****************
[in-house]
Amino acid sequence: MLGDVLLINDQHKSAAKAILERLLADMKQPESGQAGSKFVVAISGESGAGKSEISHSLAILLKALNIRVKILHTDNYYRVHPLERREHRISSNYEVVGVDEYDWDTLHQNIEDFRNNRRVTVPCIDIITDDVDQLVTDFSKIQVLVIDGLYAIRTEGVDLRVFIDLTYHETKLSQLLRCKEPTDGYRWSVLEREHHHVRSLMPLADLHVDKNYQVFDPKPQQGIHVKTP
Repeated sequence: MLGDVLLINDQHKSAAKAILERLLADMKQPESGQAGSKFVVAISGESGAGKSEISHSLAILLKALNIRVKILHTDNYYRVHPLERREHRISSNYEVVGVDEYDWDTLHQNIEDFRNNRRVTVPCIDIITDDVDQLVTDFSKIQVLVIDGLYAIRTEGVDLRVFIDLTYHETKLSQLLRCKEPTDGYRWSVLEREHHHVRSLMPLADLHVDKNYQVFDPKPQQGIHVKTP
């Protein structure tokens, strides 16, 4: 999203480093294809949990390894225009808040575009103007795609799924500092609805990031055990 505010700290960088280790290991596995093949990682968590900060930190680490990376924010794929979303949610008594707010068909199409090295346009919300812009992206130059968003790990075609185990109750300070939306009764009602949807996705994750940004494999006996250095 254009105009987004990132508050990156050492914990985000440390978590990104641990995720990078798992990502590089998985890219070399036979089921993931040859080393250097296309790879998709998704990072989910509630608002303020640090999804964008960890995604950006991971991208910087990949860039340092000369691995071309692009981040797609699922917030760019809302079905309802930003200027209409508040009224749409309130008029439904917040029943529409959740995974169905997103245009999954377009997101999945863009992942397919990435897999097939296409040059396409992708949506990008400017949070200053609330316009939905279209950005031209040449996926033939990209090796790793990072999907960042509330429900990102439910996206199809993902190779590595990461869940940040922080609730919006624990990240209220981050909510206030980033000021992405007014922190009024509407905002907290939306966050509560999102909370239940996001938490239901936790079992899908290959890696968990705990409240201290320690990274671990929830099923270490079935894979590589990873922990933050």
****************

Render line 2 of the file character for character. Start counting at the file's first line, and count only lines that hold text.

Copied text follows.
Amino acid sequence: MLGDVLLINDQHKSAAKAILERLLADMKQPESGQAGSKFVVAISGESGAGKSEISHSLAILLKALNIRVKILHTDNYYRVHPLERREHRISSNYEVVGVDEYDWDTLHQNIEDFRNNRRVTVPCIDIITDDVDQLVTDFSKIQVLVIDGLYAIRTEGVDLRVFIDLTYHETKLSQLLRCKEPTDGYRWSVLEREHHHVRSLMPLADLHVDKNYQVFDPKPQQGIHVKTP